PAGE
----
1 Introduction

Abstract

The Kite graph, denoted by is obtained by appending a complete graph to a pendant vertex of a path . In this paper, firstly we show that no two non-isomorphic kite graphs are cospectral w.r.t adjacency matrix. Let be a graph which is cospectral with and the clique number of is denoted by . Then, it is shown that . Also, we prove that graphs are determined by their adjacency spectrum.


Key Words: Kite graph, cospectral graphs, clique number, determined by adjacency spectrum

2010 Mathematics Subject Classification: 05C50, 05C75

On the spectral characterization of Kite graphs


Sezer Sorgun  , Hatice Topcu



Department of Mathematics,

Nevþehir Hacı Bektaş Veli University,

Nevþehir 50300, Turkey.

e-mail: srgnrzs@gmail.com, haticekamittopcu@gmail.com

[3mm]


(Received June 4, 2015)

1 Introduction

All of the graphs considered here are simple and undirected. Let be a graph with vertex set and edge set .For a given graph , if does not contain as a subgraph, then is called . A complete subgraph of is called a clique of G. The clique number of G is the number of vertices in the largest clique of and it is denoted by . Let be the (0,1)-adjacency matrix of G and the degree of the vertex . The polynomial is the characteristic polynomial of G where is the identity matrix. Eigenvalues of the matrix are called adjacency eigenvalues. Since is real and symmetric matrix, adjacency eigenvalues are all real numbers and will be ordered as . Adjacency spectrum of the graph G consists the adjacency eigenvalues with their multiplicities. The largest eigenvalue of a graph is known as its spectral radius.

Two graphs and are said to be cospectral if they have same spectrum (i.e. same characteristic polynomial). A graph is determined by adjacency spectrum, shortly DAS, if every graph cospectral with is isomorphic to . It has been conjectured by the first author in [6] that almost all graphs are determined by their spectrum, DS for short. But it is difficult to show that a given graph is DS. Up to now, only few graphs are proved to be DS [2, 3, 4, 5, 6, 7, 9, 10, 11, 12, 13, 15]. Recently, some papers have been appeared that focus on some special graphs (oftenly under some conditions) and prove that these special graphs are DS or non-DS [2, 3, 4, 7, 9, 10, 11, 12, 13, 15]. For a recent widely survey, one can see [6].

The Kite graph, denoted by , is obtained by appending a complete graph with vertices to a pendant vertex of a path graph with vertices . If , it is called short kite graph.

In this paper, firstly we obtain the characteristic polynomial of kite graphs and show that no two non-isomorphic kite graphs are cospectral w.r.t adjacency matrix. Then for a given graph which is cospectral with , the clique number of is . Also we prove that graphs are DAS for all .

2 Preliminaries

First, we give some lemmas that will be used in the next sections of this paper.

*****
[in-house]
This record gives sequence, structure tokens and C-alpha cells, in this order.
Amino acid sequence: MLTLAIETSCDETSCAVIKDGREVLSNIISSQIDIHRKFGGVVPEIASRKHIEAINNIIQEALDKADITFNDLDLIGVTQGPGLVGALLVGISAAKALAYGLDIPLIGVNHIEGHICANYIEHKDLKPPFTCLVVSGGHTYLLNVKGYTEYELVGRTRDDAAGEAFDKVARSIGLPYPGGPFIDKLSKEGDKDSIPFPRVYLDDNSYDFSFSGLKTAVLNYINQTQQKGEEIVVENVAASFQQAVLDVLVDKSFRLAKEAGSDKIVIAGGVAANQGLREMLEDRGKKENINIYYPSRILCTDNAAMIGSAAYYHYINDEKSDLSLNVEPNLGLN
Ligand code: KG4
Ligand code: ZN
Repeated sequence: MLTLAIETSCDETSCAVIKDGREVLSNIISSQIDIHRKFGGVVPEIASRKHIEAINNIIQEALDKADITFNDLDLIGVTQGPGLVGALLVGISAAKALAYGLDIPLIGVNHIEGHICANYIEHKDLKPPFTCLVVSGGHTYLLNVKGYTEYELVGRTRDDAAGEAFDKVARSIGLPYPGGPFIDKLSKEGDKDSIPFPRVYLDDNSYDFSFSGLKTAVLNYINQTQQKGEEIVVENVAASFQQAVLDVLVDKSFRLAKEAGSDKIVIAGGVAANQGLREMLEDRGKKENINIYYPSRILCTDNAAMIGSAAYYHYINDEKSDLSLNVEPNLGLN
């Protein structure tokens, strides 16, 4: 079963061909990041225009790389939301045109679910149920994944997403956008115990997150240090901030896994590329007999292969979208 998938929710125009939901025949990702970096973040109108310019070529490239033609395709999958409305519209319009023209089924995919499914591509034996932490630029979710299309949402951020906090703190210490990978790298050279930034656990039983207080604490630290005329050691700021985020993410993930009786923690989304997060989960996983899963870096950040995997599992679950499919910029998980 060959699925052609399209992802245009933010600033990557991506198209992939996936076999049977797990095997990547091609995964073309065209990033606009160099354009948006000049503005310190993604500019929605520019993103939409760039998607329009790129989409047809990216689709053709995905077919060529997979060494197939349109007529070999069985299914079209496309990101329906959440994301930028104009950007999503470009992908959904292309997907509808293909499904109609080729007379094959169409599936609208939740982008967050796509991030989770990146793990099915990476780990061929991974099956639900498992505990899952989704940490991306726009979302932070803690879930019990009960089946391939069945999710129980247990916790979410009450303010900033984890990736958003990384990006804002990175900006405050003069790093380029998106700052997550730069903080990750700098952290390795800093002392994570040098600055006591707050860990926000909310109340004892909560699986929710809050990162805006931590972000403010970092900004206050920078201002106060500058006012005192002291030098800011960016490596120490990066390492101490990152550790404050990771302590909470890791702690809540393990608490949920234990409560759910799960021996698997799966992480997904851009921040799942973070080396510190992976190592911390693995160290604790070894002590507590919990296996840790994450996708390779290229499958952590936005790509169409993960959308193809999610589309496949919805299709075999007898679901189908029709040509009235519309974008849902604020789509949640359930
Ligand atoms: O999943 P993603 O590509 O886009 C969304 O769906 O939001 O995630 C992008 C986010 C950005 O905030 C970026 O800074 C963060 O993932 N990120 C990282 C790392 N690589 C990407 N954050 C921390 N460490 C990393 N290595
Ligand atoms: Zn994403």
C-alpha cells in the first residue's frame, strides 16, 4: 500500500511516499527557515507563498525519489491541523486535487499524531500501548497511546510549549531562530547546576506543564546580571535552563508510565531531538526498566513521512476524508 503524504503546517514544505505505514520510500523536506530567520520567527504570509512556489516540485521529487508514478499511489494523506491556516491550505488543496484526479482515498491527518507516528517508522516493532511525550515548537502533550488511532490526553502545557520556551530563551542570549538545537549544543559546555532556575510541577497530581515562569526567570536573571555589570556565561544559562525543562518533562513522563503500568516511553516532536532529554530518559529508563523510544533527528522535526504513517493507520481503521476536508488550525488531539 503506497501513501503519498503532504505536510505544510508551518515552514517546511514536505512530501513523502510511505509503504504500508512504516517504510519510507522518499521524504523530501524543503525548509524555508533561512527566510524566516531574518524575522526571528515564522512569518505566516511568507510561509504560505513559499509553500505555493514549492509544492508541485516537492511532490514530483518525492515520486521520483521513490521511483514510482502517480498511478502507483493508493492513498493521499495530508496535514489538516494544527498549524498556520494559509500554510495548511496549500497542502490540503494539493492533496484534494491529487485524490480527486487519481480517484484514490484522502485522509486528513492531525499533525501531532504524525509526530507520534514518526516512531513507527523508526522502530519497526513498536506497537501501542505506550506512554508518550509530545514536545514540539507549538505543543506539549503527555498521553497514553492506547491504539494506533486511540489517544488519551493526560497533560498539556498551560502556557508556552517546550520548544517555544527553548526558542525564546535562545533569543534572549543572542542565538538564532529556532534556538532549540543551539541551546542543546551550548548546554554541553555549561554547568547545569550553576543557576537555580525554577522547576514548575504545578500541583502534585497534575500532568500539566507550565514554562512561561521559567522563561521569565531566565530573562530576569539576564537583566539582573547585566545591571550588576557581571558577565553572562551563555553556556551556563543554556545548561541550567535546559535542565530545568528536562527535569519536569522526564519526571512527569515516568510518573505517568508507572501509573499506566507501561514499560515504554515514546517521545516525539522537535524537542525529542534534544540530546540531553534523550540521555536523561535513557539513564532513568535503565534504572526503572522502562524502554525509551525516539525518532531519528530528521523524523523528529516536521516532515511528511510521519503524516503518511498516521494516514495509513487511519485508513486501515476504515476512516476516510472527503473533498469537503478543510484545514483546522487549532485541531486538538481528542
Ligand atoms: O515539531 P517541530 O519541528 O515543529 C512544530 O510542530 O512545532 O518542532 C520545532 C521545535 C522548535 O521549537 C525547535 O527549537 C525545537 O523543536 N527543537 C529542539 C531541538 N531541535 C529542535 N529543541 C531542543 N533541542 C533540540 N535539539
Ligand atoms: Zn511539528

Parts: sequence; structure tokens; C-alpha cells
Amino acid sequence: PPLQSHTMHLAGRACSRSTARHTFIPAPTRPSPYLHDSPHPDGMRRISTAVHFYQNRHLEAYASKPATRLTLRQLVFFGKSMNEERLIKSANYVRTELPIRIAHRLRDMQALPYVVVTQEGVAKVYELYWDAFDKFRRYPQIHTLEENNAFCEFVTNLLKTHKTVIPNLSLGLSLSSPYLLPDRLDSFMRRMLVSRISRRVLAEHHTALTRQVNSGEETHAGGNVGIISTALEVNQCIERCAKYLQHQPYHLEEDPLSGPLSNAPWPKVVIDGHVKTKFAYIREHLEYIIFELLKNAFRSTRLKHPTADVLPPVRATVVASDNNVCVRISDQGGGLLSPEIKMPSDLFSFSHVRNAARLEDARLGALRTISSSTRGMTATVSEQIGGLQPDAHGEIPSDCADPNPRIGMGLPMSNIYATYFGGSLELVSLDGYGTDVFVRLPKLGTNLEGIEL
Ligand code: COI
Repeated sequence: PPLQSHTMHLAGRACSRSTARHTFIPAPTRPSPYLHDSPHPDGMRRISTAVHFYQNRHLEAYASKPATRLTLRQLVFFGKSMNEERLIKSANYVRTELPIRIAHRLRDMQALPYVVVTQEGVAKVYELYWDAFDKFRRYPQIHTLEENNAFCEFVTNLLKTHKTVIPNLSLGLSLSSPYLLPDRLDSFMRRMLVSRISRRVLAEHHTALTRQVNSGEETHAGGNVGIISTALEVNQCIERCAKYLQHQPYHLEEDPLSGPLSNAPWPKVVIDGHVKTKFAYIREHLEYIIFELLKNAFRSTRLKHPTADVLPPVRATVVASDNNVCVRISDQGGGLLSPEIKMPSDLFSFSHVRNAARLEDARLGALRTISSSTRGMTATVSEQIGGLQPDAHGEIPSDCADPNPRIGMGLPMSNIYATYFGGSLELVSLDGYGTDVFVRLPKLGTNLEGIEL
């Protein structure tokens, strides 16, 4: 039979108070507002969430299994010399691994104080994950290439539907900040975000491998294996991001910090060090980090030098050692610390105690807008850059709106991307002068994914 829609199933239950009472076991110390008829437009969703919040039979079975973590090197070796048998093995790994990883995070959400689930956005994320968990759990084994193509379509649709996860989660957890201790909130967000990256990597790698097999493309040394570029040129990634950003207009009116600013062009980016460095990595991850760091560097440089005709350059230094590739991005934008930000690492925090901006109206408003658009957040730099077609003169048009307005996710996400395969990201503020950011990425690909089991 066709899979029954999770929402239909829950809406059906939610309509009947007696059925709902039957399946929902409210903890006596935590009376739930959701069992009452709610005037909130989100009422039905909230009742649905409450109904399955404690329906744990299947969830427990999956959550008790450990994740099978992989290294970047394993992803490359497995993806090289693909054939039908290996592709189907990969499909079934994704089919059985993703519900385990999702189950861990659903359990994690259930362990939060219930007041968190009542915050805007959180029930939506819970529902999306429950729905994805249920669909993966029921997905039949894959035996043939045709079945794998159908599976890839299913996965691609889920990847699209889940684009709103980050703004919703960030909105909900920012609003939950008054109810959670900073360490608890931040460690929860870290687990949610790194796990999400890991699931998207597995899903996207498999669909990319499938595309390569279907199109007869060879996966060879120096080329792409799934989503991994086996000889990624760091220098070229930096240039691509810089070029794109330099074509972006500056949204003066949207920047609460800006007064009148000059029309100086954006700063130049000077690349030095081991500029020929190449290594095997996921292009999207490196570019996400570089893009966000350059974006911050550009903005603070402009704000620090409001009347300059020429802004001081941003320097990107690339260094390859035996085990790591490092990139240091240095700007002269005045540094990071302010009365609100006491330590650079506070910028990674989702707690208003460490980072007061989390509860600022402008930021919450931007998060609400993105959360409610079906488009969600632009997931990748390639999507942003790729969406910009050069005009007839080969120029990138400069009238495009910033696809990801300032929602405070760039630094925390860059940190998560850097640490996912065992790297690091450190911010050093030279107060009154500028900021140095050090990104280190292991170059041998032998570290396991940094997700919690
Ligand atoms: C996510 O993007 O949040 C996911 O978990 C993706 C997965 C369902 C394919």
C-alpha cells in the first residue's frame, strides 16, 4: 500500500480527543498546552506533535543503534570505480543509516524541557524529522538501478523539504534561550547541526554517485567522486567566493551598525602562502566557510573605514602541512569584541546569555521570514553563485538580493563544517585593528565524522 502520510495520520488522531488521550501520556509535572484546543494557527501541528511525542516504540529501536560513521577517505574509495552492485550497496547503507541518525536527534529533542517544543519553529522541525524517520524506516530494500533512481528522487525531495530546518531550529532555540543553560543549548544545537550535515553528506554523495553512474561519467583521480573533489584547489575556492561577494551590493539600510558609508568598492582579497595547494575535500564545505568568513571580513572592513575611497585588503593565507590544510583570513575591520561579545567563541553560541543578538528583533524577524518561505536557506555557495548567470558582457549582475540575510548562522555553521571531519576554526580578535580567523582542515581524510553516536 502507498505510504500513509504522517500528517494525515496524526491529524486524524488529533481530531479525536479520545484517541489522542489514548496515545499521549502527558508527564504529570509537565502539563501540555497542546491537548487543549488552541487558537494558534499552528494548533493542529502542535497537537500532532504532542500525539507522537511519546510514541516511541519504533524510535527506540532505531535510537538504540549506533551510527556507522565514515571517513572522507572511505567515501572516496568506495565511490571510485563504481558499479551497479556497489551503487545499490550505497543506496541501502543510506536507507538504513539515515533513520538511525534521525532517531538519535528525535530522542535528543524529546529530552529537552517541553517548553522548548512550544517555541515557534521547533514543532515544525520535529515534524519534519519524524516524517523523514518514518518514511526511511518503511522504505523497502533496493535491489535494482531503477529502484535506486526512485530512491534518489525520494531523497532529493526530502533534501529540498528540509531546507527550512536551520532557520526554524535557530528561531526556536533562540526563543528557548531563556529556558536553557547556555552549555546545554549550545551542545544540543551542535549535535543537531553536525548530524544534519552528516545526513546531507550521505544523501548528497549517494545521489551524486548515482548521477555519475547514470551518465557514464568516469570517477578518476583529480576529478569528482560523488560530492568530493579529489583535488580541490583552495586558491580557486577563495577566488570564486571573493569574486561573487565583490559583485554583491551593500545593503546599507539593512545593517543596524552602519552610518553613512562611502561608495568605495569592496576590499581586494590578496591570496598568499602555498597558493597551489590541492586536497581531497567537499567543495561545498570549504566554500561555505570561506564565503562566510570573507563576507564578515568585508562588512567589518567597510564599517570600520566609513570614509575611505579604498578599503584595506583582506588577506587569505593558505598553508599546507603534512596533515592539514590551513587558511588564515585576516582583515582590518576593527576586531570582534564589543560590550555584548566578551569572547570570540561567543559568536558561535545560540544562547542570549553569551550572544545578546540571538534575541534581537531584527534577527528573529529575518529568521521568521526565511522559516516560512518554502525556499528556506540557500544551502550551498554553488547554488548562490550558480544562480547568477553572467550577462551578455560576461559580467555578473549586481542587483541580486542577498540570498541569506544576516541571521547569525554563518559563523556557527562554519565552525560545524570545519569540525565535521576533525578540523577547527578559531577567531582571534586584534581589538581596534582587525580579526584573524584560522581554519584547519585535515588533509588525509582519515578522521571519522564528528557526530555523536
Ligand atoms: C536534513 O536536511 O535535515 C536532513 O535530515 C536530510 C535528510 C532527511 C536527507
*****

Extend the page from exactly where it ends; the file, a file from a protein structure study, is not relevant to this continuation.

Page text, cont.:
Lemma 2.1.

[3] Let be a pendant vertex of a graph and be the vertex which is adjacent to . Let be the induced subgraph obtained from by deleting the vertex . If and are deleted, the induced subgraph is obtained. Then,

Lemma 2.2.

[5] For matrices and , followings are equivalent :

(i) and are cospectral

(ii) and have the same characteristic polynomial

(iii) for

Lemma 2.3.

[5] For the adjacency matrix of a graph , the following parameters can be deduced from the spectrum;

(i) the number of vertices

(ii) the number of edges

(iii) the number of closed walks of any fixed length.

Let be the number of subgraphs of a graph which are isomorphic to and let be the number of closed walks of length in .

Lemma 2.4.

[12] The number of closed walks of length 2 and 3 of a graph are given in the following, where m is number of edges of .

(i) and .

In the rest of the paper, we denote the number of subgraphs of a graph which are isomorphic to complete graph with .

Theorem 2.5.

[1] For any integers and , if we denote the spectral radius of with then

Theorem 2.6.

[14] Let be a graph with n vertices, m edges and spectral radius . If is , then

Theorem 2.7.

[4] Let denote the graph obtained by attaching m pendant edges to a vertex of complete graph . The graph and its complement are determined by their adjacency spectrum.

3 Characteristic Polynomials of Kite Graphs

We use similar method with [3] to obtain the general form of characteristic polynomials of graphs. Obviously, if we delete the vertex with one degree from short kite graph, the induced subgraph will be the complete graph . Then, by deleting the vertex with one degree and its adjacent vertex, we obtain complete graph with vertices, . From Lemma 2.1, we get

Similarly, for induced subgraphs will be and respectively. By Lemma 2.1, we get

By using these polynomials, let us calculate the characteristic polynomial of where . Again, by Lemma 2.1 we have